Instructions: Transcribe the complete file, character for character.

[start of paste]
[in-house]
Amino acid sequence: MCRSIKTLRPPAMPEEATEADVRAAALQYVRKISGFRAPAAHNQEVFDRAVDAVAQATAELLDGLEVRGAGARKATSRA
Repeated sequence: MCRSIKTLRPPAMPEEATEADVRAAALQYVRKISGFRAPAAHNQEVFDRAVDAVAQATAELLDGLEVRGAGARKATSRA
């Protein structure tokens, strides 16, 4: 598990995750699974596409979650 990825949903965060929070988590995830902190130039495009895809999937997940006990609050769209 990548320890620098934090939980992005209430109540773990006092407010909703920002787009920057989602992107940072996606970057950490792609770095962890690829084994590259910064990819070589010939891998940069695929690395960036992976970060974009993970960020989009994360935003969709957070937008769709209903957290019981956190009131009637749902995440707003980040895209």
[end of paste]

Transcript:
[in-house]
Amino acid sequence: MCRSIKTLRPPAMPEEATEADVRAAALQYVRKISGFRAPAAHNQEVFDRAVDAVAQATAELLDGLEVRGAGARKATSRA
Repeated sequence: MCRSIKTLRPPAMPEEATEADVRAAALQYVRKISGFRAPAAHNQEVFDRAVDAVAQATAELLDGLEVRGAGARKATSRA
């Protein structure tokens, strides 16, 4: 598990995750699974596409979650 990825949903965060929070988590995830902190130039495009895809999937997940006990609050769209 990548320890620098934090939980992005209430109540773990006092407010909703920002787009920057989602992107940072996606970057950490792609770095962890690829084994590259910064990819070589010939891998940069695929690395960036992976970060974009993970960020989009994360935003969709957070937008769709209903957290019981956190009131009637749902995440707003980040895209």